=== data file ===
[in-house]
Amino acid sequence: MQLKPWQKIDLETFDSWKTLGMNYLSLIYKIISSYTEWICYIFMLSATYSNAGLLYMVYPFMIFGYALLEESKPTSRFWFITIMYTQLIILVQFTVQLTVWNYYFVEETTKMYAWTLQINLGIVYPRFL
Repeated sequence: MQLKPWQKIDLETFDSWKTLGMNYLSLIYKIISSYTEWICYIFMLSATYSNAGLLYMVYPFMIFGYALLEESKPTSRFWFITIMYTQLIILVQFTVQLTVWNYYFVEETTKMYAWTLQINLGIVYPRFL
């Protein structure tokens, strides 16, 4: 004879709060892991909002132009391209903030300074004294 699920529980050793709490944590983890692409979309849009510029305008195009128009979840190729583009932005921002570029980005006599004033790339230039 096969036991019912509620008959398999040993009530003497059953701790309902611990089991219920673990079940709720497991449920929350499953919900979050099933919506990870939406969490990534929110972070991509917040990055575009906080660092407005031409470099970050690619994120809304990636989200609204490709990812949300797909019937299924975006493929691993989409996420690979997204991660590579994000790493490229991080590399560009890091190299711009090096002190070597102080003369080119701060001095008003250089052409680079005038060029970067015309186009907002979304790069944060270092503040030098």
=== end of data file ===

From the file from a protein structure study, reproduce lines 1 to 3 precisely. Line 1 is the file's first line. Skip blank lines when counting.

[in-house]
Amino acid sequence: MQLKPWQKIDLETFDSWKTLGMNYLSLIYKIISSYTEWICYIFMLSATYSNAGLLYMVYPFMIFGYALLEESKPTSRFWFITIMYTQLIILVQFTVQLTVWNYYFVEETTKMYAWTLQINLGIVYPRFL
Repeated sequence: MQLKPWQKIDLETFDSWKTLGMNYLSLIYKIISSYTEWICYIFMLSATYSNAGLLYMVYPFMIFGYALLEESKPTSRFWFITIMYTQLIILVQFTVQLTVWNYYFVEETTKMYAWTLQINLGIVYPRFL